The Criminal High Court was packed on Friday September 24 despite the non-functioning air conditioning. Family members and friends of Sergeant Sixtus Stephen Brette gathered along with his colleagues of the Crown Prosectution Unit and the Royal St Lucia Police Force. Well wishers, included former Deputy of Public Prosecutions Robert Innocent, President of the Bar Association Andie George and high-ranking officials from the police force who were sent to represent Commissioner Vernon Francois who was called off island for the day.
Brette is the second police prosecutor to be called to the Bar in St Lucia. The first is now Crown Counsel Giovanni James who was called to the Bar in August 2009.
Speaking to the STAR, Brette was elated and relieved. After spending eighteen years on the force, Brette had to endure numerous financial struggles to achieve his long time goal.
Brette first attended the St Aloysius RC Boys Primary School and then moved up to St Mary’s College. He fell seriously ill in his fourth year at the institution which caused him to repeat his fourth year and graduate in 1986. From 1986 to 1987, Brette was employed as a receptionist at a hotel called Couples. From 1987 to 1988, Brette waited out his call to the Royal St Lucia Police Force at his aunt’s boutique near Police Headquarters. He was recruited on June 1, 1988 and trained for six months at the then Police Training School and graduated in November that year. His first assignment was at Beat and Patrol then he served at the Anse La Raye Police Station, Criminal Investigations Department (CID) Central, back to Anse La Raye, then Gros Islet CID and Traffic and finally at CID. While vacationing in 2000, then Inspector Frances Henry recommended him to be a police prosecutor. He returned from his vacation as a corporal and continued his career.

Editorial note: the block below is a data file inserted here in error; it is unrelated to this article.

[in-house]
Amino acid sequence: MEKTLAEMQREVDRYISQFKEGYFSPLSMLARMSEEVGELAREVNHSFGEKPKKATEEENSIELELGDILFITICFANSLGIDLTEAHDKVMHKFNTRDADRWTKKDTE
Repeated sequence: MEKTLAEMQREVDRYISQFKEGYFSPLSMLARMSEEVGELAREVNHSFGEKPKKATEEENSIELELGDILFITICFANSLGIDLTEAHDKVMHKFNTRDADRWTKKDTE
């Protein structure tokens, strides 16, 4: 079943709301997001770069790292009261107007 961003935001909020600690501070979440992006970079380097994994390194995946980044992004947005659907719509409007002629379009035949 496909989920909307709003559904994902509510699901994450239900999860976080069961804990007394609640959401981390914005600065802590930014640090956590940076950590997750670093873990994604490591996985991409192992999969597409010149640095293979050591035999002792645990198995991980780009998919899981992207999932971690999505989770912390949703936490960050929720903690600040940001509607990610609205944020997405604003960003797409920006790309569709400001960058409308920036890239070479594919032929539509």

Brette had been trying to pursue a law degree since 1994, however due to financial constraints, his dream was not realized until 2001 when his maternal uncles offered some help. Brette attended Holborn College in England from 2001 to 2004. He was supposed to return to England the following year to study for the Bar. Unfortunately, the school sent his recommendations late and the bank he was dealing with changed its policy therefore he could not secure a loan. All through this, the University of Northumbria had accepted his application and kept deferring his entry year after year until 2009 when he was finally able to return to England to complete his studies. As Brette tells it, had it not been for Magistrate Sharon Gardner and her family, he would probably not be in the position he is today.
Magistrate Gardner spoke at Brette’s call and expressed the utmost confidence in his abilities given his exceptional track record as a police prosecutor. Justice Kenneth Benjamin gave words of encouragement to the newest member of the Bar saying Brette has an upper hand on the novice lawyers because he knows the courtroom and its procedures inside out. Benjamin went further to reveal he has great expectations for Brette.
Coming from a single parent family, Brette has not had an easy road, especially being the fifth of six siblings. He joined the police force for two reasons; for one because he always had aspirations to be a lawyer and he believed a career as a cop would help him achieve his goals and because he felt it was his duty to get a job to help his mom care for the family. Brette expressed his gratitude to James who paved the way for him.
“I was in constant contact with James throughout my studies and he gave me advice and kept me motivated. I think one of the most important things he said to me was ‘camp out at the library’ and that’s just what I did. I had no social life. James reminded me why I was there and I knew what I had gone through to get to England so I was just not about to let it all go to waste.”
Brette is hoping to break new ground in St Lucia. He wants to be the first serving police officer to be a Crown Counsel. There are provisions in Barbados for such however in St Lucia there is no existing legislation to support it. Ideally, Brette wants to continue the next two years as a police officer and then retire, making the move into a full fledged legal eagle.
He offered his thoughts to the STAR: “I wish the powers that be would invest, not only in the police force but in police officers. Over the years, police officers have been serving their country to the best of their abilities and provisions should be made to assist them in bettering themselves through further education. We are dealing with a new breed of criminals and our police officers need to be equipped to handle them. Education is power and I believe police officers need to be given opportunities to further their studies to be able to face the challenges of the job today.”